You are on page 1of 4

IMAGE PROCESSING

In imaging science, image processing is processing of images using mathematical


operations by using any form of signal processing for which the input is an image, such as a
photograph or video frame; the output of image processing may be either an image or a set of
characteristics or parameters related to the image. Most image-processing techniques involve
treating the image as a two-dimensional signal and applying standard signal-processing
techniques to it.
Image processing usually refers to digital image processing, but optical and analog image
processing also are possible. This article is about general techniques that apply to all of them.
The acquisition of images (producing the input image in the first place) is referred to as imaging.
IMAGE PROCESSING COMPONENTS
Image processing components allow developers to transform, filter, convert color spaces
and draw onto images. Many times, you can't control what the images look like as they come
into your software application. They may come from various places and in various states of view
ability. Your job as a programmer is not only to support the input of images, but to make them
look their best once they arrive.
Image processing components are available to handle a wide array of image enabling functions.
Whether you need to:
Automatically trim a bitmap to remove blank space around the edges
Rotate the image
Change the orientation by flipping the image horizontally or vertically
Change brightness using gamma correction
Stretch the range of intensities
Change saturation
Halftone for display or printing
Sharpen or blur
Combine two images so that one appears to be an underlying texture of the other
Anti-alias the image
Or any other image processing routine you can think of, there are image processing components
available which will make processing your images as easy as adding a component.

Applications of Digital Image Processing


Some of the major fields in which digital image processing is widely used are mentioned below

Image sharpening and restoration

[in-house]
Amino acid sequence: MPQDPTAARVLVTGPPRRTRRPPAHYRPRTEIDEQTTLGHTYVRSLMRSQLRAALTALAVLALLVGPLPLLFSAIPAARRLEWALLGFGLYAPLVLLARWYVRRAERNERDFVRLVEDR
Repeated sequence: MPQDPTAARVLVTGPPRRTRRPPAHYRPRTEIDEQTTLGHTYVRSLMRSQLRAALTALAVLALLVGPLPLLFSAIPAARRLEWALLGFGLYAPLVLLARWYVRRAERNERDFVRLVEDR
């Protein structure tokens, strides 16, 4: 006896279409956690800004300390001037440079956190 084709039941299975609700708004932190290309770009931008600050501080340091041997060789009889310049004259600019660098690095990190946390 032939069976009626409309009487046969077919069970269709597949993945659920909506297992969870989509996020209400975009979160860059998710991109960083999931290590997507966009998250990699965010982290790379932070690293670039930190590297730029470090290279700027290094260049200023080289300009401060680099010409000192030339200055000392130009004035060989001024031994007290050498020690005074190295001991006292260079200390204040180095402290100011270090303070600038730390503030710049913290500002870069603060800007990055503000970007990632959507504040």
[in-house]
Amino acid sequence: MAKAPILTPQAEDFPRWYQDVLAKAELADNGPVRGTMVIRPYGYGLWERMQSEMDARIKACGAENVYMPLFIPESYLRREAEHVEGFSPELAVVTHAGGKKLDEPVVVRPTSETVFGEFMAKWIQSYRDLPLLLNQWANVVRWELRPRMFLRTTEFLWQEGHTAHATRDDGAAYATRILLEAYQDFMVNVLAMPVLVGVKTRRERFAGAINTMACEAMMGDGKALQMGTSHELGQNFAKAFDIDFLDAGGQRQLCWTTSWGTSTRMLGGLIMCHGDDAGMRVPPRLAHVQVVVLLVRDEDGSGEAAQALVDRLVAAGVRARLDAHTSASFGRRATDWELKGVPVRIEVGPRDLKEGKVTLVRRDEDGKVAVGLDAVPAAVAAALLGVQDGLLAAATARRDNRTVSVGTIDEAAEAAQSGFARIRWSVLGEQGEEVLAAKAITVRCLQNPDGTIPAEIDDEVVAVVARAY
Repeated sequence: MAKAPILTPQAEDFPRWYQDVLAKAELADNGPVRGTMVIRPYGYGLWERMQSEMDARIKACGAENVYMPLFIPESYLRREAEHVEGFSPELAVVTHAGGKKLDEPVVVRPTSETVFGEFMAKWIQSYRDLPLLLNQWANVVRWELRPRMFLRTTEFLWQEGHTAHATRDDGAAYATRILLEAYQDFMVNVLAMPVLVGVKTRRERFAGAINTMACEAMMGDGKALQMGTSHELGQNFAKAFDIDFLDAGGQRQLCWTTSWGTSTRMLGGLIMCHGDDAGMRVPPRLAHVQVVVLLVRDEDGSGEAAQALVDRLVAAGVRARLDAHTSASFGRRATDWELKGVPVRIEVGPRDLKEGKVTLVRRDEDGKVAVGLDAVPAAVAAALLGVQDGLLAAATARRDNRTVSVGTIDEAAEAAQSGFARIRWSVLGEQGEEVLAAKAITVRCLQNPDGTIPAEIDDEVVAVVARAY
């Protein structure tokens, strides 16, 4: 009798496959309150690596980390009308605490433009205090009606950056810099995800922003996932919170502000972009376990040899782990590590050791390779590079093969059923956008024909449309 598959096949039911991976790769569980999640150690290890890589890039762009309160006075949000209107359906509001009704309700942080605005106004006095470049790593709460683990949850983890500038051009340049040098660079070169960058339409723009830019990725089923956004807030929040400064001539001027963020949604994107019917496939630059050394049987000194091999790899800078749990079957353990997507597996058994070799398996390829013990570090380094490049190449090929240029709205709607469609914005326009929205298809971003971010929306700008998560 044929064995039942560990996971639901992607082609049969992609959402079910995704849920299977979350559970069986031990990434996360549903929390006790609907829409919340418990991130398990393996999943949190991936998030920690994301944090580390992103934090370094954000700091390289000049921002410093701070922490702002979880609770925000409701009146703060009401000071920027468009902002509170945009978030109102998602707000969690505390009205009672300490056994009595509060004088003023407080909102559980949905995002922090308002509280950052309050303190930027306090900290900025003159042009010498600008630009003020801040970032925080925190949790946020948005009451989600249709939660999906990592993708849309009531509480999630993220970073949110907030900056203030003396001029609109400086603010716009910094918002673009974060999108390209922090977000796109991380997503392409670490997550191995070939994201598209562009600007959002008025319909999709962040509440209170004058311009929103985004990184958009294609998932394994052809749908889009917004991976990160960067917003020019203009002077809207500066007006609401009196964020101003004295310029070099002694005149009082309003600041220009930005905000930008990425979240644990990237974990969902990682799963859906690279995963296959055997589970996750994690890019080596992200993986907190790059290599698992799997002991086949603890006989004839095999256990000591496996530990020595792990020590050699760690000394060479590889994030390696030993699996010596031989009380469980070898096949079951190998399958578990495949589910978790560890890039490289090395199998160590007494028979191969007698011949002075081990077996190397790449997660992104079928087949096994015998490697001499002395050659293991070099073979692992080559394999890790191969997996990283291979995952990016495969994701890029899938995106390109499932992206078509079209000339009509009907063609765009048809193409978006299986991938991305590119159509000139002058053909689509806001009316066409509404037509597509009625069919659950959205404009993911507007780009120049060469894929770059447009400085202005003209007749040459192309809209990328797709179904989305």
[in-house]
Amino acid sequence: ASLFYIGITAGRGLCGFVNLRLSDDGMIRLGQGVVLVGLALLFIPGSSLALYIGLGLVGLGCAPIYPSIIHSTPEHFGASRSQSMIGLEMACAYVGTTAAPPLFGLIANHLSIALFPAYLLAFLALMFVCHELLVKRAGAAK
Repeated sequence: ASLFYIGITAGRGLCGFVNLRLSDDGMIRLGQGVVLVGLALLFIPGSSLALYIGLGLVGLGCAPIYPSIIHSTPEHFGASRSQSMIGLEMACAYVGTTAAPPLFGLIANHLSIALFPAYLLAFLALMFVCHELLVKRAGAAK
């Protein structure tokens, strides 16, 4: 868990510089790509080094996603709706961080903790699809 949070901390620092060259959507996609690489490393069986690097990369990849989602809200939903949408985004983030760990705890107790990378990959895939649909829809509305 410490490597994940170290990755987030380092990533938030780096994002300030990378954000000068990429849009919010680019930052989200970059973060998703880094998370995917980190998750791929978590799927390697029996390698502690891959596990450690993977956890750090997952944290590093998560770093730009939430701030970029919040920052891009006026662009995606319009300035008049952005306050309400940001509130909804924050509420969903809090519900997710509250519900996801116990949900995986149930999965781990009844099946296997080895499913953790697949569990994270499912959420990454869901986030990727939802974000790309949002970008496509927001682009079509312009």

Medical field

Remote sensing

Transmission and encoding

Machine/Robot vision

Color processing

Pattern recognition

Video processing

Microscopic Imaging

Others

Image encryption using chaotic


In recent years, the chaos based cryptographic algorithms have suggested some new and
efficient ways to develop secure image encryption techniques. In this communication, we
propose a new approach for image encryption based on chaotic logistic maps in order to meet the
requirements of the secure image transfer. In the proposed image encryption scheme, an external
secret key of 80-bit and two chaotic logistic maps are employed. The initial conditions for the
both logistic maps are derived using the external secret key by providing different weight age to
all its bits. Further, in the proposed encryption process, eight different types of operations are
used to encrypt the pixels of an image and which one of them will be used for a particular pixel

is decided by the outcome of the logistic map. To make the cipher more robust against any
attack, the secret key is modified after encrypting each block of sixteen pixels of the image. The
results of several experimental, statistical analysis and key sensitivity tests show that the
proposed image encryption scheme provides an efficient and secure way for real-time image
encryption and transmission

NONLINEAR CHAOTIC ALGORITHM (NCA)


2.1. Logistic map analysis
The cryptosystems, based on widely-used one-dimensional discrete chaotic maps, such as
Logistic map, are weak in
security. As known Logistic map is dened as: x
n+1
=kx
n
(1 _ x
), where k 2 (0, 4), n =0,1,... [17]. The parameter
k and initial value x
0
n
may represent the key. The parameter k can be divided into three segments, which can be
examined
by experiments on following conditions: x
= 0.3. When k 2 (0, 3), as shown in Fig. 1(a), the calculation results come to
the same value after several iterations without any chaotic behavior. When k 2 [3, 3.6), the phase
space concludes several
points only, as showed in Fig. 1(b), the system appears periodicity. While k 2 [3.6, 4), it becomes
a chaotic system
with periodicity disappeared. So we can draw the following conclusions: (1) The Logistic map
does not satisfy uniform
0
distribution property. When k 2 [0, 3.6) the points concentrate on several values and could not be
used for encryption
purpose. (2) Cryptosystems based on Logistic map has small key space and weak security.